Authors:Sándor Kele, Lászó Korpás, Attila Demény, Péter Kovács-Pálffy, Bernadett Bajnóczi, and Zsófia Medzihradszky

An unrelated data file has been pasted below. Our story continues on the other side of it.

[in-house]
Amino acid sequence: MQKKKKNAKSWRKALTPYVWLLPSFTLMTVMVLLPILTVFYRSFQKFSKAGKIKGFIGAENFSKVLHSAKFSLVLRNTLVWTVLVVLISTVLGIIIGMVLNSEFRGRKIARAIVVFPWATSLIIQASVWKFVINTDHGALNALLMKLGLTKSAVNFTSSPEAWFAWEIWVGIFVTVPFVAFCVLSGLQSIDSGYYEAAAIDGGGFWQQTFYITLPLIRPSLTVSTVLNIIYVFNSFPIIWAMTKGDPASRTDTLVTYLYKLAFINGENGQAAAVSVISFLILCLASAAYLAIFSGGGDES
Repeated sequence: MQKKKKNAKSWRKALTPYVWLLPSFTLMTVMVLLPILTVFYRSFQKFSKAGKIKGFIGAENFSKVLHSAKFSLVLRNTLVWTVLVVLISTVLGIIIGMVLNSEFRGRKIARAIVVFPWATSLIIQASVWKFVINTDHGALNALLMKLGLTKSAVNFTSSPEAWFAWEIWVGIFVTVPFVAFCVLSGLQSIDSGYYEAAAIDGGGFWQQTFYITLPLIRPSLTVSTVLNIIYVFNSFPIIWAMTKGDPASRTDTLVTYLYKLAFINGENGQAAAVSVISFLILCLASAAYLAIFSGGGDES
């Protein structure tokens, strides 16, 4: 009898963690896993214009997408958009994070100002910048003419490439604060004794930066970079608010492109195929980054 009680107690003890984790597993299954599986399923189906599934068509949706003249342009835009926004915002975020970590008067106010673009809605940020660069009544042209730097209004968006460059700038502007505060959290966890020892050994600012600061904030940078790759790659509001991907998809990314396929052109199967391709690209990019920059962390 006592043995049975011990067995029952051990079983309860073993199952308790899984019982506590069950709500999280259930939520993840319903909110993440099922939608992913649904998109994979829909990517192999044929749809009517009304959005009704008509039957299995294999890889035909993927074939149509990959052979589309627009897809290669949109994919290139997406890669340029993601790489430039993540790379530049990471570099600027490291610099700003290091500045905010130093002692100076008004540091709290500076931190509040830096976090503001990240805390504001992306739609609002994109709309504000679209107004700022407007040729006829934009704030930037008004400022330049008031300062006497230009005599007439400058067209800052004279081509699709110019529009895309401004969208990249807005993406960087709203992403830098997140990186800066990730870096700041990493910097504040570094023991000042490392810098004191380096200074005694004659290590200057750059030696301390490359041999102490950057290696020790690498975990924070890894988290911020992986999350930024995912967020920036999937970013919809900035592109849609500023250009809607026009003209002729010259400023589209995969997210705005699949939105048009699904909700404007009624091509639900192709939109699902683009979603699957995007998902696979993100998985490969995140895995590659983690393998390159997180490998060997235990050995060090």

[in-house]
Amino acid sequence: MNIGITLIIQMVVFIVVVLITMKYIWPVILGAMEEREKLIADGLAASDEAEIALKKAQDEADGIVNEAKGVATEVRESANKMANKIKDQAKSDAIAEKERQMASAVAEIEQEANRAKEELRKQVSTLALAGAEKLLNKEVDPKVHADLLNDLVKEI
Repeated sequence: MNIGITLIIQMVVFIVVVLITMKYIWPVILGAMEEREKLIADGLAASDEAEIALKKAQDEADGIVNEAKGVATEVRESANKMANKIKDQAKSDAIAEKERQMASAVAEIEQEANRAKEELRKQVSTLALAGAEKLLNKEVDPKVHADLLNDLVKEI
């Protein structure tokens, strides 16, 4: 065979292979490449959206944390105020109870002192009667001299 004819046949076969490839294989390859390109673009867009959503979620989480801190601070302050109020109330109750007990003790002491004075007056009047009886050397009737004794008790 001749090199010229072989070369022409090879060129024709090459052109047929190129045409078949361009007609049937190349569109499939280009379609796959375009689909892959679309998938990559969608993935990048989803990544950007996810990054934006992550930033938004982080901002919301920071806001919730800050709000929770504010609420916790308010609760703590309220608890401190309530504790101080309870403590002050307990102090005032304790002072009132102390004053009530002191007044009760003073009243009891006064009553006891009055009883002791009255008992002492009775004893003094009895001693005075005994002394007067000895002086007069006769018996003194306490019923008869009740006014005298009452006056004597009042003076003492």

In the area of the town of Tata (Hungary) there are several Quaternary travertine outcrops, of which the Porhanyó Quarry is the best-exposed one. The travertine of the Porhanyó Quarry can be vertically divided into six units. Algal and other phytoclastic and phytohermal grainstone, boundstone and floatstone are the dominant microfacies. On the walls of the quarry carbonate vents and cones were detected; these forms are indicators of former spring activity at the bottom of a shallow lake. The lake, fed by thermal springs, was formed in a siliciclastic floodplain. The upwelling thermal water brought quartz and other detrital grains from the underlying Pannonian siliciclastic sediments to the surface, concentrating them in the vents. The three main phases of lacustrine evolution were interrupted first by a drying and flooding event, followed by a fluvial-eolian event and finally by eolian sedimentation. The oxygen isotope compositions of the vents differ from the values of vertical sections and slope samples, whereas the carbon isotope compositions show less variation. The different facies migrated during the evolution of the Tata Travertine Complex due to changes in morphology and flow direction. The integrated model of lake evolution suggests an upward cooling climatic trend, beginning with a humid Mediterranean climate in the early phase and closing with a cold, dry continental one in the late phase. The Tata Travertine Complex shows a marked d13C difference from the travertine occurrences of the Buda Mts. that is attributed to local effects. The ascending solutions at Tata may have infiltrated through organic-rich bedrocks and could have carried dissolved C enriched in 12C.